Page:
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For populations undergoing mass selection, previous studies have shown that the rate of inbreeding is directly related to the mean and variance of long-term contributions from ancestors to descendants, and thus prediction of the rate of inbreeding can be achieved via the prediction of long-term contributions. In this paper, it is shown that the same relationship between the rate of inbreeding and long-term contributions is found when selection is based on an index of individual and sib records (index selection) and where sib records may be influenced by a common environment. In these situations, rates of inbreeding may be considerably higher than under mass selection. An expression for the rate of inbreeding is derived for populations undergoing index selection based on variances of (one-generation) family size and incorporating the concept of long-term selective advantage. When the mating structure is hierarchical, and when half-sib records are included in the index, the correlation between parental breeding values and the index values of their offspring is higher for male parents than female parents. This introduces an important asymmetry between the contributions of male and female ancestors to the evolution of inbreeding which is not present when selection is based on individual and/or full-sib records alone. The prediction equation for index selection accounts for this asymmetry. The prediction is compared to rates of inbreeding calculated from simulation. The prediction is good when family size is small relative to the number selected. The reasons for overprediction in other situations are discussed.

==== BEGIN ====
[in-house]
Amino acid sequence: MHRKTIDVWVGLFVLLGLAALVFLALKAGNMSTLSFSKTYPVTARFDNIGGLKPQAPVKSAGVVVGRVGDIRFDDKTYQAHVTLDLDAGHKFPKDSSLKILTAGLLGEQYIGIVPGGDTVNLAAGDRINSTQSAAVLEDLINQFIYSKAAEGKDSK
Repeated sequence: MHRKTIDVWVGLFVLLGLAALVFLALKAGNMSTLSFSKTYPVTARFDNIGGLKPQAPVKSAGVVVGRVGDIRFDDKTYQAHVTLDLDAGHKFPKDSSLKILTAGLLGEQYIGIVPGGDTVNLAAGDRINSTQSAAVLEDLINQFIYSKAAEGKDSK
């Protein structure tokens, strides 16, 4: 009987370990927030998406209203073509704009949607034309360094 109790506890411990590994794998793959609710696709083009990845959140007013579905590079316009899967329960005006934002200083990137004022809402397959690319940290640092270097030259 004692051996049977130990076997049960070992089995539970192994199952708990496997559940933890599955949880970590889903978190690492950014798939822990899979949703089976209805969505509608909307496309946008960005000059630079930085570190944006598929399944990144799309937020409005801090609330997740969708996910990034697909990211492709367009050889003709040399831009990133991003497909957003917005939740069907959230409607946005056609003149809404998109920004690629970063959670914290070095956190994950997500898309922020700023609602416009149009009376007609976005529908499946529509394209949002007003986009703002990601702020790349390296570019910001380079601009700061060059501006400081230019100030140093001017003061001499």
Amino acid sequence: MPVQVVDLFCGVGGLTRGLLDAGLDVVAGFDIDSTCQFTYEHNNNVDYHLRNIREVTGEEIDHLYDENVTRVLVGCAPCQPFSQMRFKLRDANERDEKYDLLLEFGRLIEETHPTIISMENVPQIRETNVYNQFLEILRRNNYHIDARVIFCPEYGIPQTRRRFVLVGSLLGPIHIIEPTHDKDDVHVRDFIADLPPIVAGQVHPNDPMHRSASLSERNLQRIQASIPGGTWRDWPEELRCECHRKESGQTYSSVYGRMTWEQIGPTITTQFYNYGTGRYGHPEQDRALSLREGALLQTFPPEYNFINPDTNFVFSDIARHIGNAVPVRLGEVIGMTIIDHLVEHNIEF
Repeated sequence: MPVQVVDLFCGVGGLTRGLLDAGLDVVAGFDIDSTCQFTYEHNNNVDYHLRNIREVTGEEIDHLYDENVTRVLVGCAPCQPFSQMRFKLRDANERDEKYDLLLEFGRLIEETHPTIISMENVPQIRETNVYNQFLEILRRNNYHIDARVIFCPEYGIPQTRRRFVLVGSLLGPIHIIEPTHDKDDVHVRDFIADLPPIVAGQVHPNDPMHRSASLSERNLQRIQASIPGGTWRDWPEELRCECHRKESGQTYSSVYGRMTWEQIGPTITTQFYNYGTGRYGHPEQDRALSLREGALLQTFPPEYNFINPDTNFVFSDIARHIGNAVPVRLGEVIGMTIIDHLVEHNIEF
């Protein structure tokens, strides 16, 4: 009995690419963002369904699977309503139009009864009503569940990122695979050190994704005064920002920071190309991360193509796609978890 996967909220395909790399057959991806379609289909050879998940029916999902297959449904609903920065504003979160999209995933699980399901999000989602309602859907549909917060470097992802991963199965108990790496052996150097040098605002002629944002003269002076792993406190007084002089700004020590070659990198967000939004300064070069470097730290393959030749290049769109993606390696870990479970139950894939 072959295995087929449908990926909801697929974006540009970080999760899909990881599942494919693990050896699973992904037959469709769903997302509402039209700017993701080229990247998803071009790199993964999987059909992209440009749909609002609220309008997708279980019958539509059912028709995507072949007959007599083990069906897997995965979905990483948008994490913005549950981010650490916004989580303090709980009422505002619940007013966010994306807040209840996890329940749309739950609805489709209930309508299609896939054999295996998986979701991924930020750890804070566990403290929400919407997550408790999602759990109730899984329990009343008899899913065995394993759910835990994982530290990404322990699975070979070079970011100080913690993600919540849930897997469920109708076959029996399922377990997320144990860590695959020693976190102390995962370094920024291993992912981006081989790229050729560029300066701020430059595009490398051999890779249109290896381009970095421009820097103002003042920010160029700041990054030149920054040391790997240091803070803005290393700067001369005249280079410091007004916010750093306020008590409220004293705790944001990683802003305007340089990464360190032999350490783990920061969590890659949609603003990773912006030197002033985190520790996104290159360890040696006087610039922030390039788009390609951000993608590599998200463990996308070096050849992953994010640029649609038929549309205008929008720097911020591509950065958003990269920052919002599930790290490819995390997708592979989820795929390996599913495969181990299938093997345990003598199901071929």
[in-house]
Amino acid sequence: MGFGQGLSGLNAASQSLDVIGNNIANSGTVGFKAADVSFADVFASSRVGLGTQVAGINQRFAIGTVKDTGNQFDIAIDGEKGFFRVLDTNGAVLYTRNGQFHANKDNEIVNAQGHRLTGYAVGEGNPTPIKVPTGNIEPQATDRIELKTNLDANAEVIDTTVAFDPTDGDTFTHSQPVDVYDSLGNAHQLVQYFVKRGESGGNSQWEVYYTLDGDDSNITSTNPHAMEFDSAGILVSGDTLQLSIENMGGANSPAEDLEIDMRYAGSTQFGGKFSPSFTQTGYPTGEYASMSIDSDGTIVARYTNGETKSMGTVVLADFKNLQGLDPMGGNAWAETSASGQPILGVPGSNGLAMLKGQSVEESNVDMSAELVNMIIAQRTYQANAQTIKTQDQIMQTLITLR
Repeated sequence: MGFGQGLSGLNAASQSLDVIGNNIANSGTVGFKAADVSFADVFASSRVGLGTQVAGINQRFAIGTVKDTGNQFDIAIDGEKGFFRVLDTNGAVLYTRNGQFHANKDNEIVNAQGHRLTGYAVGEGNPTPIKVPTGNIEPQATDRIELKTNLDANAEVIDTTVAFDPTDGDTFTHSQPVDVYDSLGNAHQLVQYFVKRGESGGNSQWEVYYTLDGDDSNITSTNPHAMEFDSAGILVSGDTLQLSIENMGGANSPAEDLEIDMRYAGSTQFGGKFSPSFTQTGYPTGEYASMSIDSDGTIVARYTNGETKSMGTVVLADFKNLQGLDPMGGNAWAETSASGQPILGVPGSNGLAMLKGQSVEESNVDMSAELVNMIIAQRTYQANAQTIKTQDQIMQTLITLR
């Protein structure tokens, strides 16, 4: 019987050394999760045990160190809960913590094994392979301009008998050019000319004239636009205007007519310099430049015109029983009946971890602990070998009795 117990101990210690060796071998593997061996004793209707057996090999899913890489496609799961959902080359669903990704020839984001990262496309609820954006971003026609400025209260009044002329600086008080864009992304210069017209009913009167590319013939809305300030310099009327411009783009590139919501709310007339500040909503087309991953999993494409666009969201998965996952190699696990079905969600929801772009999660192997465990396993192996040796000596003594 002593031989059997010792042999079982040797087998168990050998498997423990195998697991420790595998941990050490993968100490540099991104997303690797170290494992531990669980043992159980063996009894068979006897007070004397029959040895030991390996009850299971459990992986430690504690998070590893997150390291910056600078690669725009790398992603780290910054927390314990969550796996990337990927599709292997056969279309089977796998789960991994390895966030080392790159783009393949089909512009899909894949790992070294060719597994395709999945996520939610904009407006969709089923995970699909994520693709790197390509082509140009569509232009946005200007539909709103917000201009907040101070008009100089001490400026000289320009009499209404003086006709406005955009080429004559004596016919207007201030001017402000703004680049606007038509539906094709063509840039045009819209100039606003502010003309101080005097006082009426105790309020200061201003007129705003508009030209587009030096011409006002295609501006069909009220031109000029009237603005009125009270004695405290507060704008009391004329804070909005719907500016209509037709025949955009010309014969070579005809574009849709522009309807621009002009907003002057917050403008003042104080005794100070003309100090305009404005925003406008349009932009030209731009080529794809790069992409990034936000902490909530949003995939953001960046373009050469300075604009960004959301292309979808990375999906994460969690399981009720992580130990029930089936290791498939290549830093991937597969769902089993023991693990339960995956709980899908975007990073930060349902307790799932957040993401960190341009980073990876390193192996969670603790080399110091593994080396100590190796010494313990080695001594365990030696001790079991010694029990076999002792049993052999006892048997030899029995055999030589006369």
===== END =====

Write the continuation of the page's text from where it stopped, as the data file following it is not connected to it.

Original publication




Journal article


Theor Appl Genet

Publication Date





878 - 892